Before PARKINSON and KNOCH, Circuit Judges, and WHAM, District Judge.
Defendants were indicted in two counts. Count I charged conspiracy in violation of 18 U.S.C. § 371, to violate Secs. 2800(a)(1), 3072, 3111, 3115(a) and 3116 of the Internal Revenue Code of 1939, 26 U.S.C. §§ 2800(a)(1), 3072, 3111, 3115(a), 3116 and Title 26, Code of Federal Regulations (1949) Sec. 182.864 by obtaining and use of specially denatured alcohol in the manufacture and sale of two liquid medicines for internal use, and defrauding the United States of the tax due. Count II charged the corporate defendant and five of the individuals named in Count I with withdrawal and use of specially denatured alcohol in the manufacture of liquid medicines for internal use*fn1 without payment of the tax due.
On motion of the defendants, the District Court dismissed the indictment. The appeal is taken by the Government pursuant to the Criminal Appeals Act, as amended, 18 U.S.C. § 3731.
The motion to dismiss was based primarily on the ground that the fundamental criminal statute Section 3072, and the statute it implements, Sec. 3070(a), do not apply to the denatured alcohol defendants are charged with using and conspiring to use, and that Regulation 182.864 is invalid.*fn2
We need not discuss the other sections allegedly violated as these are dependent on a showing of violation of Sec. 3072 or Regulation 182.864.
In dismissing the indictment, the District Judge referred to a similar case which had been settled on a civil basis. The government lists, as a contested issue in this case, the question whether the action of the District Court in dismissing an indictment, against defendants not involved in the instant case, was a sufficient ground for dismissal of this indictment. The District Judge said that this was a criminal action to collect civil damages. As we agree with the District Court that the indictment fails to charge a crime, we do not reach that question.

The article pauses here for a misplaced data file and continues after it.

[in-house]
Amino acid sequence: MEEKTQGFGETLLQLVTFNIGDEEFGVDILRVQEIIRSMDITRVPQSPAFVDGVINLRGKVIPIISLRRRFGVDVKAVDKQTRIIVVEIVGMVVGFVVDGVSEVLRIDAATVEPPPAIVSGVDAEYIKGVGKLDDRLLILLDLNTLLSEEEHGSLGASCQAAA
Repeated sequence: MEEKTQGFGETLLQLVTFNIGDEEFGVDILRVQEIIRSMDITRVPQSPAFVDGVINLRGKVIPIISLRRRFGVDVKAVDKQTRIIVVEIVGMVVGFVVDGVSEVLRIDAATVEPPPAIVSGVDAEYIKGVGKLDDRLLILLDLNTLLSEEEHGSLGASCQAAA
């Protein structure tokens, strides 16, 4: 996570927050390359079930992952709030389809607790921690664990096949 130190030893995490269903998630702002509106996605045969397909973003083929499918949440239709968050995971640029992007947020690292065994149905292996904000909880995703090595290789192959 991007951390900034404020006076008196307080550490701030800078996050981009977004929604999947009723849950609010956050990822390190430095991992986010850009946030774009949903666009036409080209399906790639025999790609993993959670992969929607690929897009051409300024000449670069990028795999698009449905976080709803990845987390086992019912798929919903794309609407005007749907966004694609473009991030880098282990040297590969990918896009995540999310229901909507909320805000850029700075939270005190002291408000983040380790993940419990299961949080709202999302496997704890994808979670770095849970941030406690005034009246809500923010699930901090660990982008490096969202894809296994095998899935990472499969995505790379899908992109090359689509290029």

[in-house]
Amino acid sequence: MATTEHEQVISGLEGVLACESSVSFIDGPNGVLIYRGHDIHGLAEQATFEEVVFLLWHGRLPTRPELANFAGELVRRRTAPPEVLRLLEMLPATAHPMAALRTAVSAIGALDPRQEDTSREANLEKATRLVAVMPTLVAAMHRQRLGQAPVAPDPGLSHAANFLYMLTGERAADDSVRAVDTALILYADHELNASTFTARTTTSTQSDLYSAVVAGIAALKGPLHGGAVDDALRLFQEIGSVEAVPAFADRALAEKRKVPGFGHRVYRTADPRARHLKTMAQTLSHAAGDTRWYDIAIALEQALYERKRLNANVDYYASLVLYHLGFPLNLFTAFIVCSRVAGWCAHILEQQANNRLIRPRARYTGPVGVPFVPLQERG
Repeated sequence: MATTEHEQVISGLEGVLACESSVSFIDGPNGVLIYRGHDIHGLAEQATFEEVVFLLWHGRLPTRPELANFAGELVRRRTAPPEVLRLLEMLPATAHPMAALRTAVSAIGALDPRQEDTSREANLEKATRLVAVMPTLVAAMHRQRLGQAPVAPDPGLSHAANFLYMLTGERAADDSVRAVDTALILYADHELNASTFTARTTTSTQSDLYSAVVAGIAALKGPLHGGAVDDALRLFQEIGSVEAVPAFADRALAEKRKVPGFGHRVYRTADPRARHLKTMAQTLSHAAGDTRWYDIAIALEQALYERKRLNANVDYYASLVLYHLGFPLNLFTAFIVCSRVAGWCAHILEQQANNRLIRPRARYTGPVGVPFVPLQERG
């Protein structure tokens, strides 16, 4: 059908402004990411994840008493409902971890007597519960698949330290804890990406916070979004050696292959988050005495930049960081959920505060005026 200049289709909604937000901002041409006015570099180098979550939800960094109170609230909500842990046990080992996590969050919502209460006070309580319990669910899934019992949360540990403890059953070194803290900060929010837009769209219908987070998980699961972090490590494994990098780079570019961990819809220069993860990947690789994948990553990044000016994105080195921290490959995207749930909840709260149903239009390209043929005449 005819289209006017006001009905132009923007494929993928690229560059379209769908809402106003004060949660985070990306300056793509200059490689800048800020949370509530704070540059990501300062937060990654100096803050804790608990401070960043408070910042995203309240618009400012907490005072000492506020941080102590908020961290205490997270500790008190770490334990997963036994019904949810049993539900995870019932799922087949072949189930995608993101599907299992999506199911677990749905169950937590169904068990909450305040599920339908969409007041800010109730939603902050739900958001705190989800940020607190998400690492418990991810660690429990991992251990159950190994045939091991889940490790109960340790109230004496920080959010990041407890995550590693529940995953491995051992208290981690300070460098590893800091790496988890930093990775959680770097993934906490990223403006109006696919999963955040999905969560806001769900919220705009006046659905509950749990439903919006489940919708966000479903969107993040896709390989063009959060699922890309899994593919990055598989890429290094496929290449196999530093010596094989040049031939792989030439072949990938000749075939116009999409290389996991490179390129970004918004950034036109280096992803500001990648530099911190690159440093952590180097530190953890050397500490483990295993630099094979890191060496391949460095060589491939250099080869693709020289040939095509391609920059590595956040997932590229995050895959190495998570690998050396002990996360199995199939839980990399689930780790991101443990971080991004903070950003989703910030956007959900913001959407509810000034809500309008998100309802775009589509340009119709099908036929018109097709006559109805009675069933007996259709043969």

There is no element here of misuse of dangerous or poisonous ingredients, but merely of alleged evasion of tax.
Alcohol when produced is "unadulterated". Denatured alcohol may be rendered poisonous and thus be "completely denatured", or merely distasteful and nauseating, and thus be "specially denatured". We are here concerned only with specially denatured alcohol.
Section 3072, as indicated, provides penal sanctions in connection with Sec. 3070(a) of the Code.A violation of Sec. 3072 must involve alcohol denatured under Sec. 3070(a).
It is axiomatic that criminal statutes must be strictly construed. United States v. Wiltberger, 1820, 5 Wheat. 76, 18 U.S. 76, 95-96, 5 L. Ed. 37.
A brief historical review of the legislation before us may be helpful.
As early as 1868, laws were designed to protect the tax on distilled spirits, which becomes due immediately the spirits come into existence. These laws, controlling the production, storage, and withdrawal of distilled spirits, developed words of art. The Act of 1868 (15 Stat. 125) permitted production of alcohol only in "registered" distilleries which had to be identified by a displayed sign (15 Stat. 132).
Prior to 1906 we also had "fruit" distilleries which were limited to distilling from specified fruits, unlike the "registered" distilleries which could distill from grain, starch, molasses, sugar, etc., and which were authorized to produce spirits of any kind and proof, ...